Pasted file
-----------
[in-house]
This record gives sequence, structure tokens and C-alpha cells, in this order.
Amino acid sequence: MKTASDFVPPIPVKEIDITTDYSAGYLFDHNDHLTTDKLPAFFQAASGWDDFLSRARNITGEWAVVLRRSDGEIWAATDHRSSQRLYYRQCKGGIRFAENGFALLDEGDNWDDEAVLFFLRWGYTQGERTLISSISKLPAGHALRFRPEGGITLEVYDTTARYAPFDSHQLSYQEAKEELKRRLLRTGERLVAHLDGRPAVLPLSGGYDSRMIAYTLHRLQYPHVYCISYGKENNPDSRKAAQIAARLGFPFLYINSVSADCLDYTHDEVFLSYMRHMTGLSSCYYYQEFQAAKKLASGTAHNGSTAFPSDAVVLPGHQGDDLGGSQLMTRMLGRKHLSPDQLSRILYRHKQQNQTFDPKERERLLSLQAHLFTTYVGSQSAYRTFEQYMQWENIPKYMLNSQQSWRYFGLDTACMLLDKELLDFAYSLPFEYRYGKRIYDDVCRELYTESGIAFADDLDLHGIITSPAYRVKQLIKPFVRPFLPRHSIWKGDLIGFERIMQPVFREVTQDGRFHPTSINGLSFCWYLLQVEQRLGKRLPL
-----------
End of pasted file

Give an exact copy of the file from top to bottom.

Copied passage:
[in-house]
This record gives sequence, structure tokens and C-alpha cells, in this order.
Amino acid sequence: MKTASDFVPPIPVKEIDITTDYSAGYLFDHNDHLTTDKLPAFFQAASGWDDFLSRARNITGEWAVVLRRSDGEIWAATDHRSSQRLYYRQCKGGIRFAENGFALLDEGDNWDDEAVLFFLRWGYTQGERTLISSISKLPAGHALRFRPEGGITLEVYDTTARYAPFDSHQLSYQEAKEELKRRLLRTGERLVAHLDGRPAVLPLSGGYDSRMIAYTLHRLQYPHVYCISYGKENNPDSRKAAQIAARLGFPFLYINSVSADCLDYTHDEVFLSYMRHMTGLSSCYYYQEFQAAKKLASGTAHNGSTAFPSDAVVLPGHQGDDLGGSQLMTRMLGRKHLSPDQLSRILYRHKQQNQTFDPKERERLLSLQAHLFTTYVGSQSAYRTFEQYMQWENIPKYMLNSQQSWRYFGLDTACMLLDKELLDFAYSLPFEYRYGKRIYDDVCRELYTESGIAFADDLDLHGIITSPAYRVKQLIKPFVRPFLPRHSIWKGDLIGFERIMQPVFREVTQDGRFHPTSINGLSFCWYLLQVEQRLGKRLPL